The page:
Theo Hobson profiles the “new new atheists,” who he claims are more nuanced, diplomatic, and “admirably refuse to lapse into a comfortably sweeping ideology that claims the moral high ground for unbelief”:
Crucially, atheism’s younger advocates are reluctant to compete for the role of Dawkins’s disciple. They are more likely to bemoan the new atheist approach and call for large injections of nuance. A good example is the pop-philosopher Julian Baggini. He is a stalwart atheist who likes a bit of a scrap with believers, but he’s also able to admit that religion has its virtues, that humanism needs to learn from it. For example, he has observed that a sense of gratitude is problematically lacking in secular culture, and suggested that humanists should consider ritual practices such as fasting. This is also the approach of the pop-philosopher king, Alain de Botton. His recent book Religion for Atheists rejects the ‘boring’ question of religion’s truth or falsity, and calls for ‘a selective reverence for religious rituals and concepts’. If you can take his faux-earnest prose style, he has some interesting insights into religion’s basis in community, practice, habit.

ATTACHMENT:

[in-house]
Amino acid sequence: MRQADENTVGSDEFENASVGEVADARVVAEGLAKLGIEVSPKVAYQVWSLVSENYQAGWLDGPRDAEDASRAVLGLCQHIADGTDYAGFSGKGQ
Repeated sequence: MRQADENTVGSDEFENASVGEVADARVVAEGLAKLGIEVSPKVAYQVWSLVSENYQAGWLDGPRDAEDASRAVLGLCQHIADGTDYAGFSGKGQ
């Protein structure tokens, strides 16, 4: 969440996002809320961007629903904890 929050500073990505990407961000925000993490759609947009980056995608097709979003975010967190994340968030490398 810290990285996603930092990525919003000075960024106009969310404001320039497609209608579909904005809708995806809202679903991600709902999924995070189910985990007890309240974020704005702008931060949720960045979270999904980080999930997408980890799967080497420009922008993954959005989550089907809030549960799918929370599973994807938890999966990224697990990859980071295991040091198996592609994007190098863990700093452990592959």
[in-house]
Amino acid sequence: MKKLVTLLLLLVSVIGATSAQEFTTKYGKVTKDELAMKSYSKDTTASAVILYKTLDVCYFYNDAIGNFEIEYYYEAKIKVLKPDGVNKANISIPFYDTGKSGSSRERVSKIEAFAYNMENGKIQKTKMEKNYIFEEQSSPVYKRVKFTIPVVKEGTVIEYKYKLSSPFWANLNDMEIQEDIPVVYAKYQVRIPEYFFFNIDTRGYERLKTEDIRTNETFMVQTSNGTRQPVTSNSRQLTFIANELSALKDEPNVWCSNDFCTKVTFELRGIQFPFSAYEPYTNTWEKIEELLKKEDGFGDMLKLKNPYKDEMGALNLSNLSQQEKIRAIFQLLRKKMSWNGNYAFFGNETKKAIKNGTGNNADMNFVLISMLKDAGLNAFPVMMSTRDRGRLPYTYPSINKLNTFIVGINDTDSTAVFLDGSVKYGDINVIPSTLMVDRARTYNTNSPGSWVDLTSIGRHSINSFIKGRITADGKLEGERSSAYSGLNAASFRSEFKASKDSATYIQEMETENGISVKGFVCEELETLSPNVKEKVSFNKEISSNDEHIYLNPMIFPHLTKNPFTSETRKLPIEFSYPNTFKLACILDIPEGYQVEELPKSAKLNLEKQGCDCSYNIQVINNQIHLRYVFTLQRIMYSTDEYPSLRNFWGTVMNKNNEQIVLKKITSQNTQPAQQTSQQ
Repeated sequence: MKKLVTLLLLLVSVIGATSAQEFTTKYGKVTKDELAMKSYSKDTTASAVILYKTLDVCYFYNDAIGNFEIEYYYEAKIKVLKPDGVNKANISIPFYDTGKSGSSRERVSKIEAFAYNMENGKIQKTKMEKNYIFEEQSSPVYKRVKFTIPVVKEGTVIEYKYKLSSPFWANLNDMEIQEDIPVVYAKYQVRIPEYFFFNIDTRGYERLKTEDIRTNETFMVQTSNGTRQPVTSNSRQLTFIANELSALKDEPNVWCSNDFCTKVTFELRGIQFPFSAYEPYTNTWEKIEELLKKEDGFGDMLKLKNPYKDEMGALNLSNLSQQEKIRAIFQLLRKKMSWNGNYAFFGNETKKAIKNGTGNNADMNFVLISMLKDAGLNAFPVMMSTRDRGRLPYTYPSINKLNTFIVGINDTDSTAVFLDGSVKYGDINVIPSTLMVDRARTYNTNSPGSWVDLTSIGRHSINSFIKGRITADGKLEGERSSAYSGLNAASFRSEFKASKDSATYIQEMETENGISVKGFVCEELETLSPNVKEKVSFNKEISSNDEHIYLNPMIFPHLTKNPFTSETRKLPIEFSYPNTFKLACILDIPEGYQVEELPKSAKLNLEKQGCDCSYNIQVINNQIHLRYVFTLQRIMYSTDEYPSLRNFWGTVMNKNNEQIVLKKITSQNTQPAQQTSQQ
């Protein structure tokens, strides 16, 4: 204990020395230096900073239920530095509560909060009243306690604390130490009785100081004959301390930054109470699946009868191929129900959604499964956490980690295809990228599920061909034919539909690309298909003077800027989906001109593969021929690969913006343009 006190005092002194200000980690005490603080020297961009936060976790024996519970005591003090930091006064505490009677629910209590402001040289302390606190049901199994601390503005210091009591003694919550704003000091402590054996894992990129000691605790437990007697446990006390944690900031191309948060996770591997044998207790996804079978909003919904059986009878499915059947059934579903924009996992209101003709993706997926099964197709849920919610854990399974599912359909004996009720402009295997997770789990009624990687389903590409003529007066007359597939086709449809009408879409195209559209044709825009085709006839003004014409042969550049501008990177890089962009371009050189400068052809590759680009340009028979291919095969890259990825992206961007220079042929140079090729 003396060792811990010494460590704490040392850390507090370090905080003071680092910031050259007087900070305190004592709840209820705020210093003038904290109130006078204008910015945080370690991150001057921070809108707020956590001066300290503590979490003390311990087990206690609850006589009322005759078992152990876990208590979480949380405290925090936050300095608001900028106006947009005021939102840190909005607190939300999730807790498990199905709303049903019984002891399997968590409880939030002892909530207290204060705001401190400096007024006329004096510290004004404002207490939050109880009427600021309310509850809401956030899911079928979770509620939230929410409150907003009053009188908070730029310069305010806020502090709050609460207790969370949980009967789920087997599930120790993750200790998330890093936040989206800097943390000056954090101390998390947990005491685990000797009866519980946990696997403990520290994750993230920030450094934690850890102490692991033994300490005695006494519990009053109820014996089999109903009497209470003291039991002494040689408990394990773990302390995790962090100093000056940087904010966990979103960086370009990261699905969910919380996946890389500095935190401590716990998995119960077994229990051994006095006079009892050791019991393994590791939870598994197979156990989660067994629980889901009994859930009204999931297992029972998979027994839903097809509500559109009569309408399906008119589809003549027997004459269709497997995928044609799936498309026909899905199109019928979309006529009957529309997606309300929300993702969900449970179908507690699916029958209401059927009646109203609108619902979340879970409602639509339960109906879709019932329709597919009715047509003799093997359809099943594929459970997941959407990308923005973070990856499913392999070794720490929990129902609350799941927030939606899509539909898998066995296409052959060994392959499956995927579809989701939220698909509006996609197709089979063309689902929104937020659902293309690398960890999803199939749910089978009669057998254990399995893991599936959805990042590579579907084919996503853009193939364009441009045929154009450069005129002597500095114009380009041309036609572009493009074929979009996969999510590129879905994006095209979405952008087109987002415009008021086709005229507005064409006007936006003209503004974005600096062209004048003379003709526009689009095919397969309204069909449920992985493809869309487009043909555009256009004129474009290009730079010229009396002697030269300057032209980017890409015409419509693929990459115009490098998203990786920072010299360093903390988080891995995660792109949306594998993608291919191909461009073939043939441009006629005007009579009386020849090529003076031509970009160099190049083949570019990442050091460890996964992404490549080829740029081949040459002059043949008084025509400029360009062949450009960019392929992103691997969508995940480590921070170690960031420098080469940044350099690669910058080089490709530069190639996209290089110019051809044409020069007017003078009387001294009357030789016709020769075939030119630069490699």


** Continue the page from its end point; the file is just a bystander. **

Justin Hawkins thinks Christians should applaud:
Christians ought to welcome this new development, and not because it signals a softening of opposition to theism. In some ways, this signals an intellectual danger for Christianity. Brash, exhaustive, generalized statements about the nature of reality of the kind perfected by the New Atheists (e.g., “Religion poisons everything”) are always more easily defeated than relatively nuanced, careful positions of the variety advanced by the Newer Atheists. Therefore it is this newer atheism, with its measured and non-dogmatic anti-theism, that poses the larger intellectual challenge to theistic belief.
Nevertheless, the shift away from Dawkins-ism is a welcome one for Christians because it signals a steady and perhaps increasing global interest in religion.